§ 1. Definition of Simultaneity
Let us take a system of co-ordinates in which the equations of Newtonian mechanics hold good.2 In order to render our presentation more precise and to distinguish this system of co-ordinates verbally from others which will be introduced hereafter, we call it the ``stationary system.''
If a material point is at rest relatively to this system of co-ordinates, its position can be defined relatively thereto by the employment of rigid standards of measurement and the methods of Euclidean geometry, and can be expressed in Cartesian co-ordinates.
If we wish to describe the motion of a material point, we give the values of its co-ordinates as functions of the time. Now we must bear carefully in mind that a mathematical description of this kind has no physical meaning unless we are quite clear as to what we understand by ``time.'' We have to take into account that all our judgments in which time plays a part are always judgments of simultaneous events. If, for instance, I say, ``That train arrives here at 7 o'clock,'' I mean something like this: ``The pointing of the small hand of my watch to 7 and the arrival of the train are simultaneous events.''3
It might appear possible to overcome all the difficulties attending the definition of ``time'' by substituting ``the position of the small hand of my watch'' for ``time.'' And in fact such a definition is satisfactory when we are concerned with defining a time exclusively for the place where the watch is located; but it is no longer satisfactory when we have to connect in time series of events occurring at different places, or--what comes to the same thing--to evaluate the times of events occurring at places remote from the watch.
We might, of course, content ourselves with time values determined by an observer stationed together with the watch at the origin of the co-ordinates, and co-ordinating the corresponding positions of the hands with light signals, given out by every event to be timed, and reaching him through empty space. But this co-ordination has the disadvantage that it is not independent of the standpoint of the observer with the watch or clock, as we know from experience. We arrive at a much more practical determination along the following line of thought.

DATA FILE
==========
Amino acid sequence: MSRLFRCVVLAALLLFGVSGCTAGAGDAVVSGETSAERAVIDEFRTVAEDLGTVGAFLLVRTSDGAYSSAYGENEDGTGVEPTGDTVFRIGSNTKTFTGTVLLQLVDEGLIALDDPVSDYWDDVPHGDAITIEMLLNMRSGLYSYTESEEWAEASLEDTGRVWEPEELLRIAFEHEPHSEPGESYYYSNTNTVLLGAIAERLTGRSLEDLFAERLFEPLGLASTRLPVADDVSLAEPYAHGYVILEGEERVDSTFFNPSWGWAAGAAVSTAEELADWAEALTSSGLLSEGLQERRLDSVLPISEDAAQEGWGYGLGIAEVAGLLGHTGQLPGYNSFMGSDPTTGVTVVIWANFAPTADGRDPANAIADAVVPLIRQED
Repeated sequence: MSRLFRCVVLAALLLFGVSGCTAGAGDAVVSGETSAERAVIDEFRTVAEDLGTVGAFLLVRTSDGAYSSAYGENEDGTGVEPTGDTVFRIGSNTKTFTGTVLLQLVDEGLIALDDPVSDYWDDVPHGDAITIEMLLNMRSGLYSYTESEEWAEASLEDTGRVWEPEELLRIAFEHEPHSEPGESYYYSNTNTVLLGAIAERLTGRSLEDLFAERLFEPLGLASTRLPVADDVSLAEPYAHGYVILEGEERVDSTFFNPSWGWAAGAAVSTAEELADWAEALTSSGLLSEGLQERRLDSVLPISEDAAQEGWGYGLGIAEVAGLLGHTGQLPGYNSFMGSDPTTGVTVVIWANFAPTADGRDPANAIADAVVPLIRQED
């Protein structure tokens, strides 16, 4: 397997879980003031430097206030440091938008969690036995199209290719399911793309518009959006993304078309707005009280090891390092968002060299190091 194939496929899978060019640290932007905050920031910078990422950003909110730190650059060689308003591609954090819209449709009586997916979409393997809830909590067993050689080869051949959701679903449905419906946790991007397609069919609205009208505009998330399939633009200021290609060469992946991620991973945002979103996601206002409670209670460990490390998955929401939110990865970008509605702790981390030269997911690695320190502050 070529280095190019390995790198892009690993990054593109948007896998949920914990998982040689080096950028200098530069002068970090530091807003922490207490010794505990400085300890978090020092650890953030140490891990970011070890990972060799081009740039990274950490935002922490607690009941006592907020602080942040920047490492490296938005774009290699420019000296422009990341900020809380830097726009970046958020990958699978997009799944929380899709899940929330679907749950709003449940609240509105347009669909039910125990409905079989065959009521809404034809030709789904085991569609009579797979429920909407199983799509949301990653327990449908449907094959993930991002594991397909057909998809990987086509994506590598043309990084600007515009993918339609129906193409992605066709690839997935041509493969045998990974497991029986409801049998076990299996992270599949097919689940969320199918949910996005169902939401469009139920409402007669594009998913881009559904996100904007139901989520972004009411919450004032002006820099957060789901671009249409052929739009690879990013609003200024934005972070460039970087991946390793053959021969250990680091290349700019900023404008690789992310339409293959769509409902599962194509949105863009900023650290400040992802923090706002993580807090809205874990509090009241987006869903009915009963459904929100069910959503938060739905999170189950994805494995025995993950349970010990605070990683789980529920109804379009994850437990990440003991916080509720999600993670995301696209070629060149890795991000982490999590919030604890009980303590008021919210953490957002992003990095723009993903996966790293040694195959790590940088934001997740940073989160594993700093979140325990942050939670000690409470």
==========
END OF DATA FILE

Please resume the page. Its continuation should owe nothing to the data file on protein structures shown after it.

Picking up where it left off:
If at the point A of space there is a clock, an observer at A can determine the time values of events in the immediate proximity of A by finding the positions of the hands which are simultaneous with these events. If there is at the point B of space another clock in all respects resembling the one at A, it is possible for an observer at B to determine the time values of events in the immediate neighbourhood of B. But it is not possible without further assumption to compare, in respect of time, an event at A with an event at B. We have so far defined only an ``A time'' and a ``B time.'' We have not defined a common ``time'' for A and B, for the latter cannot be defined at all unless we establish by definition that the ``time'' required by light to travel from A to B equals the ``time'' it requires to travel from B to A. Let a ray of light start at the ``A time'' from A towards B, let it at the ``B time'' be reflected at B in the direction of A, and arrive again at A at the ``A time'' .
In accordance with definition the two clocks synchronize if
We assume that this definition of synchronism is free from contradictions, and possible for any number of points; and that the following relations are universally valid:--
If the clock at B synchronizes with the clock at A, the clock at A synchronizes with the clock at B.
If the clock at A synchronizes with the clock at B and also with the clock at C, the clocks at B and C also synchronize with each other.
Thus with the help of certain imaginary physical experiments we have settled what is to be understood by synchronous stationary clocks located at different places, and have evidently obtained a definition of ``simultaneous,'' or ``synchronous,'' and of ``time.'' The ``time'' of an event is that which is given simultaneously with the event by a stationary clock located at the place of the event, this clock being synchronous, and indeed synchronous for all time determinations, with a specified stationary clock.
In agreement with experience we further assume the quantity
to be a universal constant--the velocity of light in empty space.
It is essential to have time defined by means of stationary clocks in the stationary system, and the time now defined being appropriate to the stationary system we call it ``the time of the stationary system.''